accounting information

Other Characteristics of Accounting Information

When financial reports are generated by professional accountants, we have certain expectations of the information they present to us:

We expect the accounting information to be reliable, verifiable, and objective.
We expect consistency in the accounting information.
We expect comparability in the accounting information.
1. Reliable, Verifiable, and Objective

In addition to the basic accounting principles and guidelines listed in Part 1, accounting information should be reliable, verifiable, and objective. For example, showing land at its original cost of $10,000 (when it was purchased 50 years ago) is considered to be more reliable, verifiable, and objective than showing it at its current market value of $250,000. Eight different accountants will wholly agree that the original cost of the land was $10,000—they can read the offer and acceptance for $10,000, see a transfer tax based on $10,000, and review documents that confirm the cost was $10,000. If you ask the same eight accountants to give you the land’s current value, you will likely receive eight different estimates. Because the current value amount is less reliable, less verifiable, and less objective than the original cost, the original cost is used.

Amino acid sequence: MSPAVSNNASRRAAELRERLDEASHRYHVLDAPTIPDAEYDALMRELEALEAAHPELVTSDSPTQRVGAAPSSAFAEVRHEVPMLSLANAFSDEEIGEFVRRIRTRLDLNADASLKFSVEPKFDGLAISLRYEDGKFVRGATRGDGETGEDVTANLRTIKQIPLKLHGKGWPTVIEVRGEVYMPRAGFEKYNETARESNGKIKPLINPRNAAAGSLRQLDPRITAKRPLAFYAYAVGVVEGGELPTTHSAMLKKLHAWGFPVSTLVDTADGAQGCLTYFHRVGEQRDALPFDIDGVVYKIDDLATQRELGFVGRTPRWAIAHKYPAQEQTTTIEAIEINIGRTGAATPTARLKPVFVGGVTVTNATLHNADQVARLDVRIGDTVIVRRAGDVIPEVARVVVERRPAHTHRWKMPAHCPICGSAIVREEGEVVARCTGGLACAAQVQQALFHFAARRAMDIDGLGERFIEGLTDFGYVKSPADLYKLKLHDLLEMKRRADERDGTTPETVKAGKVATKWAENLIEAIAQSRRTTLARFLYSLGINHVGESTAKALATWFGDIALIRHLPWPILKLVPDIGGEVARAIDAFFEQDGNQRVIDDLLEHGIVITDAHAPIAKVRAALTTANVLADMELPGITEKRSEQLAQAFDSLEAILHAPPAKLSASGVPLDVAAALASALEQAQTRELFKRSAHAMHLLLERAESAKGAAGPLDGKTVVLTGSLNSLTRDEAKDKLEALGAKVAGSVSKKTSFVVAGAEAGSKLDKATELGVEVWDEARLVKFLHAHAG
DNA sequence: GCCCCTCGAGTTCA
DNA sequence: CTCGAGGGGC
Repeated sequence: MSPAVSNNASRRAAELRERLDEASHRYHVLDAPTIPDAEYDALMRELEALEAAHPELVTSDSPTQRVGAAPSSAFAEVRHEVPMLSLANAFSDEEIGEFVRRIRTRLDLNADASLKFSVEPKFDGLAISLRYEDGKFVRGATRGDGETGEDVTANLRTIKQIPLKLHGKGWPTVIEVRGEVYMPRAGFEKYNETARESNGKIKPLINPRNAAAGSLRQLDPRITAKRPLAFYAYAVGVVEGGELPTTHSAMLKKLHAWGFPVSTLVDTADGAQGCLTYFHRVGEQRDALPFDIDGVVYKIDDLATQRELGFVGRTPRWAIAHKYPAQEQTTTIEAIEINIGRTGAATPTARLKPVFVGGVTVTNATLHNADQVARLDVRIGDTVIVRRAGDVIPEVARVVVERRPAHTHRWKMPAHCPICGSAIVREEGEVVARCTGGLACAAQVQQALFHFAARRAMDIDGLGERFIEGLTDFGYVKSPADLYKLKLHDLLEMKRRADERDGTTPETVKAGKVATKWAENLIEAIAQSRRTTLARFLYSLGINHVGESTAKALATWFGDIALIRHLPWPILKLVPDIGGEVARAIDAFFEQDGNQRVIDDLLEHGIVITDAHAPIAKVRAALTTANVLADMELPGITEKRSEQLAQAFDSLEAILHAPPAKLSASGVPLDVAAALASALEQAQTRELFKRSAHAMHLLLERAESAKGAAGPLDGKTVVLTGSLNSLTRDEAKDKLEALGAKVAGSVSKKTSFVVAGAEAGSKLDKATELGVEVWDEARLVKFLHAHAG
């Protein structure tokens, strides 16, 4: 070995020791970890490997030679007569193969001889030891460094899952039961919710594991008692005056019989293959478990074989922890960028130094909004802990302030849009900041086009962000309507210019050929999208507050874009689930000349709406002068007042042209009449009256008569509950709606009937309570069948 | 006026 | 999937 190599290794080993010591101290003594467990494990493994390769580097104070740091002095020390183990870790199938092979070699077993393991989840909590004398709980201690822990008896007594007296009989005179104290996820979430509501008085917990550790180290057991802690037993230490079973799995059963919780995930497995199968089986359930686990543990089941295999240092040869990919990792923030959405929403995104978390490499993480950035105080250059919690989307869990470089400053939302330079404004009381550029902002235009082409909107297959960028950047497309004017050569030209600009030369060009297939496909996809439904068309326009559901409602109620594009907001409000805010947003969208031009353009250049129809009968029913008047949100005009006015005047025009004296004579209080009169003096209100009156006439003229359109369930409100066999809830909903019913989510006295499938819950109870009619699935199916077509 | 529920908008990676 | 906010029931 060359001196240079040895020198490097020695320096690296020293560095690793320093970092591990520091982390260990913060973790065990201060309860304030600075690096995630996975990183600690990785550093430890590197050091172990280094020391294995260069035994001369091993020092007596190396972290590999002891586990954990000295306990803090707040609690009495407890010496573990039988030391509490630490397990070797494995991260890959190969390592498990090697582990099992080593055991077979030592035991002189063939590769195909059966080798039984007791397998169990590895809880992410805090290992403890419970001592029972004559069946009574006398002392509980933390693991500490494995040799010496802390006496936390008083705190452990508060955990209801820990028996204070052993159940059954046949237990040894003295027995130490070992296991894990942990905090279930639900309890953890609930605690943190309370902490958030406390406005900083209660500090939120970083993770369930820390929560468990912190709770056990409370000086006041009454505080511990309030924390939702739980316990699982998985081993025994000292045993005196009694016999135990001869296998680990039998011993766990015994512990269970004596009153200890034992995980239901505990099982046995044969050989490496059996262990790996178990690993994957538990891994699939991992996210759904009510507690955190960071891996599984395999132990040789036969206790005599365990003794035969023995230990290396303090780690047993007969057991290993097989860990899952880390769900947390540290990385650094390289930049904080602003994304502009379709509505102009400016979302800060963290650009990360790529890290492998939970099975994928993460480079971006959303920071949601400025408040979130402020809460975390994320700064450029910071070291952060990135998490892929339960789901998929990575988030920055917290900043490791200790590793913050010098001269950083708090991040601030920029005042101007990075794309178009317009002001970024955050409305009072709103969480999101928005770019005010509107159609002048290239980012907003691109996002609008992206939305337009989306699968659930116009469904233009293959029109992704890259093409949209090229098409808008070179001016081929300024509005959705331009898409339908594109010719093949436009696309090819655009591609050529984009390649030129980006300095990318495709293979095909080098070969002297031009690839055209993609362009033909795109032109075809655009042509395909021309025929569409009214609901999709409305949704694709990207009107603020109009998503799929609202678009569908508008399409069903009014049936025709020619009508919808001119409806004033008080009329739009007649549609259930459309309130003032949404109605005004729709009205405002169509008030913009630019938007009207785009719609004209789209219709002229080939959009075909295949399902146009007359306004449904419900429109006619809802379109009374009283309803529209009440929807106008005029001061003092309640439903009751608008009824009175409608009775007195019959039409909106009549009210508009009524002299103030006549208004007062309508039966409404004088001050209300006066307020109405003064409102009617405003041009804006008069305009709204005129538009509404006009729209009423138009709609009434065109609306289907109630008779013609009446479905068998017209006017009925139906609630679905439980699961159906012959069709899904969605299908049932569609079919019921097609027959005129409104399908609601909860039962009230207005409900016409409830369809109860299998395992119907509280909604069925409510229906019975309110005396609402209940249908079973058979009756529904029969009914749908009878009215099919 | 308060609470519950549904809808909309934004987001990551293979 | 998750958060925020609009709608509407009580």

The accounting profession has been willing to move away from the cost principle if there are reliable, verifiable, and objective amounts involved. For example, if a company has an investment in stock that is actively traded on a stock exchange, the company may be required to show the current value of the stock instead of its original cost.

2. Consistency

Accountants are expected to be consistent when applying accounting principles, procedures, and practices. For example, if a company has a history of using the FIFO cost flow assumption, readers of the company’s most current financial statements have every reason to expect that the company is continuing to use the FIFO cost flow assumption. If the company changes this practice and begins using the LIFO cost flow assumption, that change must be clearly disclosed.

3. Comparability

Investors, lenders, and other users of financial statements expect that financial statements of one company can be compared to the financial statements of another company in the same industry. Generally accepted accounting principles may provide for comparability between the financial statements of different companies. For example, the FASB requires that expenses related to research and development (R&D) be expensed when incurred. Prior to its rule, some companies expensed R&D when incurred while other companies deferred R&D to the balance sheet and expensed them at a later date.

How Principles and Guidelines Affect Financial Statements

The basic accounting principles and guidelines directly affect the way financial statements are prepared and interpreted. Let’s look below at how accounting principles and guidelines influence the (1) balance sheet, (2) income statement, and (3) the notes to the financial statements.